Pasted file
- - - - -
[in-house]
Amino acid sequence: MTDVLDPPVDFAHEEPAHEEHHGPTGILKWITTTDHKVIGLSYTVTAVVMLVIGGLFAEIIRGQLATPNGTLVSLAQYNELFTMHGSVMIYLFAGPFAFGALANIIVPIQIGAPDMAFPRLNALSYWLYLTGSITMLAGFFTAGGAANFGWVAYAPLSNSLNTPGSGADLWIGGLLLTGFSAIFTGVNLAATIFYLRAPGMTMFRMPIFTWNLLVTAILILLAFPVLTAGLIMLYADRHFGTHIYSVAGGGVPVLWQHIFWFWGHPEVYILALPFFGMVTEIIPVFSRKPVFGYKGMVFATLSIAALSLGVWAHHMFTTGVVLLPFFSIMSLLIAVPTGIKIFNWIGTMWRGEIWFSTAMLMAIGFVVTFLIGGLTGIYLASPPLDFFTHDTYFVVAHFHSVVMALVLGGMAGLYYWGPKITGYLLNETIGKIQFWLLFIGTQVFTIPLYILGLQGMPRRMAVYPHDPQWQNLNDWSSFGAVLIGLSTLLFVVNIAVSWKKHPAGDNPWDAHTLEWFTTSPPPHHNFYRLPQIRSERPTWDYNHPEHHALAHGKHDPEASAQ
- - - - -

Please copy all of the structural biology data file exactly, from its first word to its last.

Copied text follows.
[in-house]
Amino acid sequence: MTDVLDPPVDFAHEEPAHEEHHGPTGILKWITTTDHKVIGLSYTVTAVVMLVIGGLFAEIIRGQLATPNGTLVSLAQYNELFTMHGSVMIYLFAGPFAFGALANIIVPIQIGAPDMAFPRLNALSYWLYLTGSITMLAGFFTAGGAANFGWVAYAPLSNSLNTPGSGADLWIGGLLLTGFSAIFTGVNLAATIFYLRAPGMTMFRMPIFTWNLLVTAILILLAFPVLTAGLIMLYADRHFGTHIYSVAGGGVPVLWQHIFWFWGHPEVYILALPFFGMVTEIIPVFSRKPVFGYKGMVFATLSIAALSLGVWAHHMFTTGVVLLPFFSIMSLLIAVPTGIKIFNWIGTMWRGEIWFSTAMLMAIGFVVTFLIGGLTGIYLASPPLDFFTHDTYFVVAHFHSVVMALVLGGMAGLYYWGPKITGYLLNETIGKIQFWLLFIGTQVFTIPLYILGLQGMPRRMAVYPHDPQWQNLNDWSSFGAVLIGLSTLLFVVNIAVSWKKHPAGDNPWDAHTLEWFTTSPPPHHNFYRLPQIRSERPTWDYNHPEHHALAHGKHDPEASAQ